The village itself stands as a remembrance of things past, peaceful (in spite of the traffic), uncluttered (in spite of the tourists), full of the particular light
Auvers-sur-Oise is a town of ghosts. Among the summer tourists and art-loving pilgrims who visit Auvers from all over the world, drift flocks of long-dead artists with folding easels and boxes of paints, who a century ago would disembark every week at the small railway station. Some are admiringly remembered: Cézanne, Corot, Pissarro. Others, such as the talented Charles-François Daubigny—in his day the most celebrated artist of all, are now little more than footnotes in the history of art and a bust in the town centre. Many more, who inscribed their names on their canvases with such ambition and care, have long been forgotten. Down the winding streets or on the riverbank, by the towering church or in the sober graveyard, visitors can sense their anxious ghosts in oil-smeared smocks and berets, trying to draw the visitors’ attention to a field, a tree, a house that in spite of two world wars and countless real-estate developers, once captured the painterly eye and still stands immutable. But the presence most strongly felt is that of an anguished, impoverished and visionary genius who came to Auvers in the summer of 1890 and died here nine weeks later from a self-inflicted gun wound: Vincent van Gogh.
Van Gogh arrived in Auvers looking for a place to work and to free himself from the nightmares of the asylum at Saint-Rémy-de-Provence, where he had chosen to intern himself a year earlier, suffering from hallucinatory fits. Theo, his beloved brother, had suggested Auvers, not only because it was a well-known artists’ colony but because (Pissarro had told him) here lodged the art-loving Dr. Gachet, amateur painter and homeopathic physician, who could look after him and follow his convalescence. Van Gogh found cheap lodgings at the Café de la Mairie (today Auberge Ravoux) where for three francs fifty a day he had a small room under the rafters and three meals a day. The only cure for the seizures, the doctor assured him, was to paint.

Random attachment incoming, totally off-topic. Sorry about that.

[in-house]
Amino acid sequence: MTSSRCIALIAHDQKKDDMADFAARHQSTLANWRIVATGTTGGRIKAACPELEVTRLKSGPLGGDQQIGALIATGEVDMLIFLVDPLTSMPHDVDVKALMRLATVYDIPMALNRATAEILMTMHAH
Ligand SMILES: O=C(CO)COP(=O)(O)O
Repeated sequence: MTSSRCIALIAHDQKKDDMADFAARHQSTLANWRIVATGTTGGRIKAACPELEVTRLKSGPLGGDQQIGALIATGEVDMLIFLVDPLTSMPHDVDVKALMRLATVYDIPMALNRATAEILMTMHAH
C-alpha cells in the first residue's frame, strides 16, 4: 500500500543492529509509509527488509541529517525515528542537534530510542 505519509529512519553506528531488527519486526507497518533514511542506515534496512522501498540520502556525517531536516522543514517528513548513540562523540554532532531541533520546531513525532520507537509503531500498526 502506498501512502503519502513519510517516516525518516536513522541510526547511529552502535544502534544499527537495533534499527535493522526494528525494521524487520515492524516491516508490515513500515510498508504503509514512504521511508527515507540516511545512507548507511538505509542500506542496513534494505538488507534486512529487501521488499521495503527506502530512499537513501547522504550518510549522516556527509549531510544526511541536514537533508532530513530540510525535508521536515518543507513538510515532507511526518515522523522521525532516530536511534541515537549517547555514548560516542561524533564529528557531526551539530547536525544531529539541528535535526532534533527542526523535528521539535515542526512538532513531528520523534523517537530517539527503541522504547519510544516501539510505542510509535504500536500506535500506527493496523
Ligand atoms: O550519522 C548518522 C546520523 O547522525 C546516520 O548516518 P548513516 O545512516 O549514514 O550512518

On Sunday, July 27, Van Gogh left the café after lunch carrying his paintbox and easel. He returned long after supper was over and went straight to his room. When the charitable patron, Monsieur Ravoux, went up to see him, he found the painter in bed, covered in blood. Van Gogh told him that he had shot himself so that “the misery won’t carry on forever.” Theo arrived the next day and for many long hours sat by his brother’s side. For a while he seemed to have recovered: he talked lucidly and smoked his pipe. Then, barely two days later, on July 29 at one-thirty in the morning, apparently without pain, he died.
Van Gogh’s room is today a dignified memorial to the artist. Hidden above the restaurant, up rickety wooden stairs, the room has nothing in it except the bare walls. Most visitors would expect to see the bed and chair rendered famous in his paintings, but these belong to other rooms, the one in Arles being the best remembered. Visitors are therefore forced to furnish the room in their imagination, to seek (as in the Auvers landscape) the correspondence between the tangible stone and the shapes and colours conjured up in Van Gogh’s work.